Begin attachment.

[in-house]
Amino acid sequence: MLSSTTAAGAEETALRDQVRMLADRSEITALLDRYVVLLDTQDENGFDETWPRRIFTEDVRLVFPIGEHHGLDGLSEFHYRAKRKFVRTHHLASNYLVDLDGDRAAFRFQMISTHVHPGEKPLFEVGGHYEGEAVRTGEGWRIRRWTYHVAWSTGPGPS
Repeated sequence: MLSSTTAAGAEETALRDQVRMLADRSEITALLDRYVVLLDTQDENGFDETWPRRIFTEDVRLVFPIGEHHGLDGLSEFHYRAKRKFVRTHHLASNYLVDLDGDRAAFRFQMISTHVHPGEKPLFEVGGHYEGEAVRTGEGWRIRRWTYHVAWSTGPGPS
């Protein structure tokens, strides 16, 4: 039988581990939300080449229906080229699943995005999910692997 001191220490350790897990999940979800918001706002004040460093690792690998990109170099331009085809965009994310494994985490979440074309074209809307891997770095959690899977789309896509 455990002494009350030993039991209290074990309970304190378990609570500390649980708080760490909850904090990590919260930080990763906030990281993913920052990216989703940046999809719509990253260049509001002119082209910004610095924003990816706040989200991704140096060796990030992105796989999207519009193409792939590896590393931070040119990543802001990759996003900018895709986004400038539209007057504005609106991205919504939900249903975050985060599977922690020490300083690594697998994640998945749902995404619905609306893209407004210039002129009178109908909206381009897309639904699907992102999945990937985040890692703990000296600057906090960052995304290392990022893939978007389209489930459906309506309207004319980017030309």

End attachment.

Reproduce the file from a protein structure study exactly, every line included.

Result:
[in-house]
Amino acid sequence: MLSSTTAAGAEETALRDQVRMLADRSEITALLDRYVVLLDTQDENGFDETWPRRIFTEDVRLVFPIGEHHGLDGLSEFHYRAKRKFVRTHHLASNYLVDLDGDRAAFRFQMISTHVHPGEKPLFEVGGHYEGEAVRTGEGWRIRRWTYHVAWSTGPGPS
Repeated sequence: MLSSTTAAGAEETALRDQVRMLADRSEITALLDRYVVLLDTQDENGFDETWPRRIFTEDVRLVFPIGEHHGLDGLSEFHYRAKRKFVRTHHLASNYLVDLDGDRAAFRFQMISTHVHPGEKPLFEVGGHYEGEAVRTGEGWRIRRWTYHVAWSTGPGPS
């Protein structure tokens, strides 16, 4: 039988581990939300080449229906080229699943995005999910692997 001191220490350790897990999940979800918001706002004040460093690792690998990109170099331009085809965009994310494994985490979440074309074209809307891997770095959690899977789309896509 455990002494009350030993039991209290074990309970304190378990609570500390649980708080760490909850904090990590919260930080990763906030990281993913920052990216989703940046999809719509990253260049509001002119082209910004610095924003990816706040989200991704140096060796990030992105796989999207519009193409792939590896590393931070040119990543802001990759996003900018895709986004400038539209007057504005609106991205919504939900249903975050985060599977922690020490300083690594697998994640998945749902995404619905609306893209407004210039002129009178109908909206381009897309639904699907992102999945990937985040890692703990000296600057906090960052995304290392990022893939978007389209489930459906309506309207004319980017030309």